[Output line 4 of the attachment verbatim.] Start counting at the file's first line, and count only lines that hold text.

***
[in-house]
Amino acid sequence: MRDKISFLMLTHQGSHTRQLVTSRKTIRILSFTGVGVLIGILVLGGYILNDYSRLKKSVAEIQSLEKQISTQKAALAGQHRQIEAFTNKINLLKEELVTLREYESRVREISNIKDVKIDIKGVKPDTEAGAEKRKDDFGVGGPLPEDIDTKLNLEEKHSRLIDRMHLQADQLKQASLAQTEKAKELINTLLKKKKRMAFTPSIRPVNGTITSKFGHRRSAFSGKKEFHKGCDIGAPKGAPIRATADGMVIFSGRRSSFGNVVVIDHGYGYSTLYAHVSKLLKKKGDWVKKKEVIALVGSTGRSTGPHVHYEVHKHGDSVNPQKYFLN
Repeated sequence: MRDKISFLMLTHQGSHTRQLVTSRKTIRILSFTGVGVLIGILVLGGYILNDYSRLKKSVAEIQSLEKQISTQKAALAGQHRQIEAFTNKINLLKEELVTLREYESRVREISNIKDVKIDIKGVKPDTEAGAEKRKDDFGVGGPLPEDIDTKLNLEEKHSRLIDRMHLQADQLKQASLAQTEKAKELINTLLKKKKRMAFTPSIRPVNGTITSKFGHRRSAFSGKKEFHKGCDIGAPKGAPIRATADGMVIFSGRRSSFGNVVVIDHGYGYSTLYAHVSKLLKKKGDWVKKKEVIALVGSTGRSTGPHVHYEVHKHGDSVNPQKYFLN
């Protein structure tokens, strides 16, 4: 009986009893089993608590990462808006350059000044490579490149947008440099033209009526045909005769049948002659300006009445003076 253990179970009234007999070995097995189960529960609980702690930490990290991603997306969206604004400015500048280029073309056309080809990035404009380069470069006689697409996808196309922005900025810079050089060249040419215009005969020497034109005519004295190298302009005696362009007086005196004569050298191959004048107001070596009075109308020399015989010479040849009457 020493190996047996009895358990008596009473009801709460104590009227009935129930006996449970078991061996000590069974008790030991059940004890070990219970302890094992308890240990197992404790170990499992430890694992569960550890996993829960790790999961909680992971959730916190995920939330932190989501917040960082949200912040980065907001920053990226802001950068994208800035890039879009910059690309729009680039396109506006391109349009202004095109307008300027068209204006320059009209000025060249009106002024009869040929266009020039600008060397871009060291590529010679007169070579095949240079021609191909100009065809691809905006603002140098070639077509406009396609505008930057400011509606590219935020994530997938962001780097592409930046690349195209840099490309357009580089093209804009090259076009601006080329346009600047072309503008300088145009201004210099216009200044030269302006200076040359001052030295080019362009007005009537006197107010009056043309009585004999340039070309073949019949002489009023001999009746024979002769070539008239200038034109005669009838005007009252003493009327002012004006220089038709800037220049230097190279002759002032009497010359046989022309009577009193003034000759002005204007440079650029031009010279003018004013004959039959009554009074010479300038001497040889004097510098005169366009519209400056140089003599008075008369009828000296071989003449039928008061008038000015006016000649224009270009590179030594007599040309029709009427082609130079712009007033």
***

């Protein structure tokens, strides 16, 4: 009986009893089993608590990462808006350059000044490579490149947008440099033209009526045909005769049948002659300006009445003076 253990179970009234007999070995097995189960529960609980702690930490990290991603997306969206604004400015500048280029073309056309080809990035404009380069470069006689697409996808196309922005900025810079050089060249040419215009005969020497034109005519004295190298302009005696362009007086005196004569050298191959004048107001070596009075109308020399015989010479040849009457 020493190996047996009895358990008596009473009801709460104590009227009935129930006996449970078991061996000590069974008790030991059940004890070990219970302890094992308890240990197992404790170990499992430890694992569960550890996993829960790790999961909680992971959730916190995920939330932190989501917040960082949200912040980065907001920053990226802001950068994208800035890039879009910059690309729009680039396109506006391109349009202004095109307008300027068209204006320059009209000025060249009106002024009869040929266009020039600008060397871009060291590529010679007169070579095949240079021609191909100009065809691809905006603002140098070639077509406009396609505008930057400011509606590219935020994530997938962001780097592409930046690349195209840099490309357009580089093209804009090259076009601006080329346009600047072309503008300088145009201004210099216009200044030269302006200076040359001052030295080019362009007005009537006197107010009056043309009585004999340039070309073949019949002489009023001999009746024979002769070539008239200038034109005669009838005007009252003493009327002012004006220089038709800037220049230097190279002759002032009497010359046989022309009577009193003034000759002005204007440079650029031009010279003018004013004959039959009554009074010479300038001497040889004097510098005169366009519209400056140089003599008075008369009828000296071989003449039928008061008038000015006016000649224009270009590179030594007599040309029709009427082609130079712009007033």